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Aim: To find the time constant of a Thermowell system when subjected to a step change.

Apparatus: 1) Oil bath with a magnetic stirrer

2) Thermowell-It basically consists of a test tube containing thermometer immersed in water
surrounded by an oil atmosphere.
3) Stop-watch and a cloth to remove the oil later from the thermowell wall.
Procedure:
1) Firstly, the oil bath temperature is allowed to reach 105-110
0
C. Correspondingly, the
temperature indicated by the thermowell thermometer is also noted.
2) When the thermowell temperature reached 90-95
0
C, it is suddenly exposed to the
surrounding atmosphere by removing its contact with the oil bath.
3) The stop watch is started as soon as the thermowell is taken out. However, one must wipe
out the oil layer from the thermowell walls in order to eliminate the resistance offered by it.
4) The dynamic response of the system is recorded by noting the time taken by it to show a
drop of every 5
0
C till the room or steady state temperature. (Initially, one can note down the
time for every 5
0
C drop but as the temperature reaches close to the room temperature, one
can measure time taken for every 2
0
C drop).
Theory:
Thermowell is a closed-end re-entrant tube designed for the insertion of the temperature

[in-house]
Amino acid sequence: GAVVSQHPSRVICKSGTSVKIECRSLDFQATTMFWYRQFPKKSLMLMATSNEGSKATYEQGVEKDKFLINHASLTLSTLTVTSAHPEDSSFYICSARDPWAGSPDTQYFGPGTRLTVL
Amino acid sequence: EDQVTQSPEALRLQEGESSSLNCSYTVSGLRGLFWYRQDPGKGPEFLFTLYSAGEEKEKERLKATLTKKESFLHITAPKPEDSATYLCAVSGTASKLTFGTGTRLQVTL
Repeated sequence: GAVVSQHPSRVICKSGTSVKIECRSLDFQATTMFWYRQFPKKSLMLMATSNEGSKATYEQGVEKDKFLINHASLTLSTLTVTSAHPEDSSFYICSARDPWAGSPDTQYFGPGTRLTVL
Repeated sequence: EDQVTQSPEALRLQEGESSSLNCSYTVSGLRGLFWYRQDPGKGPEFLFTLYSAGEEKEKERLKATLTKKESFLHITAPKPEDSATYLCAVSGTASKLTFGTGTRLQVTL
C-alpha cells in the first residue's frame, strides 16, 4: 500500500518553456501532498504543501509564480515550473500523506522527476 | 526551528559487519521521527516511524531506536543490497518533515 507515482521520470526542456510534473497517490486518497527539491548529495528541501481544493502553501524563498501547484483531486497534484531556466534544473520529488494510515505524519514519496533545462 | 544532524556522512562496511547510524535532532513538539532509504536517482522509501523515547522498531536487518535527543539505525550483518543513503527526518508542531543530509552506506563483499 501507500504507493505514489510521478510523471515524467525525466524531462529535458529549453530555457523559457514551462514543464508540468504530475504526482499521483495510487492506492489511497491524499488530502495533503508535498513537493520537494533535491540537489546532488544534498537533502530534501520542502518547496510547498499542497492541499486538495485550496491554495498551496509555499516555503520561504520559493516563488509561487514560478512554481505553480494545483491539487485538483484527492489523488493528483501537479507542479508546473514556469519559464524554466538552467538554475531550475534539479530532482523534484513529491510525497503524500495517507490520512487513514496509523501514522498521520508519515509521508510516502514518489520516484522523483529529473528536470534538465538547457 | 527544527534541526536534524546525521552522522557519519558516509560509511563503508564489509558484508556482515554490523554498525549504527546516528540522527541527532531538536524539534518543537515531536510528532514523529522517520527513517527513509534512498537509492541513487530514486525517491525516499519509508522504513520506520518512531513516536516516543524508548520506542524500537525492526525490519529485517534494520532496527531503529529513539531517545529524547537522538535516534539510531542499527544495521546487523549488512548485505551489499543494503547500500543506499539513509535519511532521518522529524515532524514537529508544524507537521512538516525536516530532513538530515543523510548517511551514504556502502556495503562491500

sensing element such as thermometer. It is provided with means for pressure tight attachment
to the vessel. The vary purpose of the thermowell systems is to protect the temperature
sensors from the fluctuations in flow rates and pressure as well as harsh environments. One of
the major advantages of such systems is that they encase the temperature sensors without
substantially insulating them from the process conditions.
A thermowell can be regarded as the system provided with an additional resistance to a
simple thermometer system at its bulb to increase its time constant. Thus, the resistance to the
heat transfer is provided by the fluid surrounding the thermowell (test tube) and the fluid
between the thermometer bulb and thermowell. The transfer function of the thermowell
system is described by the following transfer function:
0
2
1 2 1 2 1 2
( ) 1
( )
( ) ( ) 1
i
T s
G s
T s s RC s

(1)
In the above equation, G(s) is a transfer function relating the change in thermowell output
temperature to the inlet temperature change.
1
and
2
are the time constants of the
thermowell and thermometer bulb respectively and C
2
is the thermal capacity of the bulb. In
this case, we assume he term
1 2
RC is negligible as the two first order systems, namely
thermometer and thermowell are assumed to be non-interacting. The above equation, hence
reduces to,
0
1 2
( ) 1
( )
( ) ( 1)( 1)
i
T s
G s
T s s s

(2)
In our experiment, we assume that the thermowell follows a pseudo first order response when
subjected to a following step change,
( )
i
A
T s
S
(3)
Where A is the temperature difference between atmosphere and thermowell temperature (90-
95
0
C). Therefore, the dynamic response can be estimated as follows:
/
0
( ) (1 )
t
i
T t T A e

(4)
The time constant in the above relation is the time taken by the thermowell system to reach
63.2% of the response range.
Expectations/conclusions/graphs:
It is expected to plot the experimental and theoretical response on the same plot and comment
on the nature of the graphs obtained. If there exists a considerable difference between the
two, you must explain why the model fails. One exercise could be to calculate the time
response of the thermometer immersed in an oil bath and suddenly exposed to the
atmosphere. One may use the model equation described by equation (2).